The ABC's of Spying

By ROBERT M. GATES

New York Times

March 14, 1999

 

Why Pollard Should Never Be Released (The Traitor)

Seymour Hersh

The New Yorker

January 18, 1999

Mirror

Gordon Housworth



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FBI Cisco counterfeit investigation is live fire demonstration of failed supply chain oversight

  #

The recent bureau investigation outlined in FBI Criminal Investigation: Cisco Routers of counterfeit Cisco routers, switches, interface converters (GBIC), and WAN interface cards (WIC) is a long overdue spotlight on the failure to properly manage and assess critical supply chains. Two themes stand out:

  1. Validation of insufficient supply chain analysis at tier: From a supply chain analysis standpoint, the problem is worse that the FBI notes. If the tier 0 is the OEM or top level consumer as it is in the manufacturing sector, then the malicious entry is coming in at tier 4, not tier 3, as the "GSA IT Vendor" is the tier 1. The 'tier 3' to the tier 1 is thus a tier 4 to the OEM/top tier consumer and thus well below superficial oversight limits. Alternately, federal purchasing guidelines were so loose that malicious equipment could be effectively sanitized at tier 2 as noted in the eBay and federal credit card procurement paths. As noted in Foreign vulnerability inherent in US globalization of its commercial and defense supply chains, the lack of effective means and metrics had led to complacency and ignorance.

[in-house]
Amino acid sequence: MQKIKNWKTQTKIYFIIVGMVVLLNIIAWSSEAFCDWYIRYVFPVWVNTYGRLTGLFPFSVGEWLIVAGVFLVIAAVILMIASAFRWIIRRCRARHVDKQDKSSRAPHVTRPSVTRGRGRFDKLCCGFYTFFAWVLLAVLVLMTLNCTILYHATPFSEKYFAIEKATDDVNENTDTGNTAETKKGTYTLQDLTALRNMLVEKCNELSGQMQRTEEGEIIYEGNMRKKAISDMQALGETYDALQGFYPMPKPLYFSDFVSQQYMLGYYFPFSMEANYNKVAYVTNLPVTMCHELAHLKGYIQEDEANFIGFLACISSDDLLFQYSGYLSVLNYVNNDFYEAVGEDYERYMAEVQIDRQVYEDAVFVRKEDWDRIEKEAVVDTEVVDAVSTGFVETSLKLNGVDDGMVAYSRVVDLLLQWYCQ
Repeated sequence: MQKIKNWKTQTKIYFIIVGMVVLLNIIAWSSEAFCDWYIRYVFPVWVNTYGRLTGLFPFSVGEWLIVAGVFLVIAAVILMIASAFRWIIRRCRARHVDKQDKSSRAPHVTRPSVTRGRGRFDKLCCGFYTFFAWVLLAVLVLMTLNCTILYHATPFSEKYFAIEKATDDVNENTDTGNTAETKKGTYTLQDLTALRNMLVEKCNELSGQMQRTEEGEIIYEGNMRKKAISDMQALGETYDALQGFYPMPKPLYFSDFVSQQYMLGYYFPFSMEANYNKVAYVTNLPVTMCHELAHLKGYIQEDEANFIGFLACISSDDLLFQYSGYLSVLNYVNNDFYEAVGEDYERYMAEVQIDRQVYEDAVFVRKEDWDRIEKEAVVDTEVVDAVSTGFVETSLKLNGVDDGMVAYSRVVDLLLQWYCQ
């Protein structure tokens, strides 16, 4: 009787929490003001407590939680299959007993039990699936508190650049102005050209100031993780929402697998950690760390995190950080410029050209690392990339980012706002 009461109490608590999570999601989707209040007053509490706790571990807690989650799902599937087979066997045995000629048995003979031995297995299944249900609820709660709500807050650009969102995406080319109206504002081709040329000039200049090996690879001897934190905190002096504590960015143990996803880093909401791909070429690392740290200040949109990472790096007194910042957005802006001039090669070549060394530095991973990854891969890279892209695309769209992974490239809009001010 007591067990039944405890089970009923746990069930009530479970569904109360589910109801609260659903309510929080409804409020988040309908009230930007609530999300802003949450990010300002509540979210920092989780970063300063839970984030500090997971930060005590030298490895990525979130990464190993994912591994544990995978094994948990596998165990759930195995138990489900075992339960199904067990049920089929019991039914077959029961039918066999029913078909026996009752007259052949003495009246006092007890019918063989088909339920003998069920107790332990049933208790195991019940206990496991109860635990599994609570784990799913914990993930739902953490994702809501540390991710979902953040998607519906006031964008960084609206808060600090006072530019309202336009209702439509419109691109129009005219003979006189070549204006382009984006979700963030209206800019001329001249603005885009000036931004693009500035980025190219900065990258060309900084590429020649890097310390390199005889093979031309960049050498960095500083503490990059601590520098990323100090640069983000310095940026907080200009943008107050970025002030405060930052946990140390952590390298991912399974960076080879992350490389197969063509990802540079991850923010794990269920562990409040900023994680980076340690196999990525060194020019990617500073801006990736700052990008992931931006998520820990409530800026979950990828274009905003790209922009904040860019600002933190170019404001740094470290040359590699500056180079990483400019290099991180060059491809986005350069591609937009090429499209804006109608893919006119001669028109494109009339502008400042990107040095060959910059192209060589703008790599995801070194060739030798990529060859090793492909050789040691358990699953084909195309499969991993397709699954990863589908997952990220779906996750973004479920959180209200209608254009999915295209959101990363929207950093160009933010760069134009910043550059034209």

2. Probably PLA participation at overt/covert subsidiary: From a motivation standpoint, this analyst believes that the question of "For profit or state sponsored?" is not an 'or' but an 'and,' i.e., both motives are cooperating within the People's Liberation Army (PLA) and have been for well over a decade.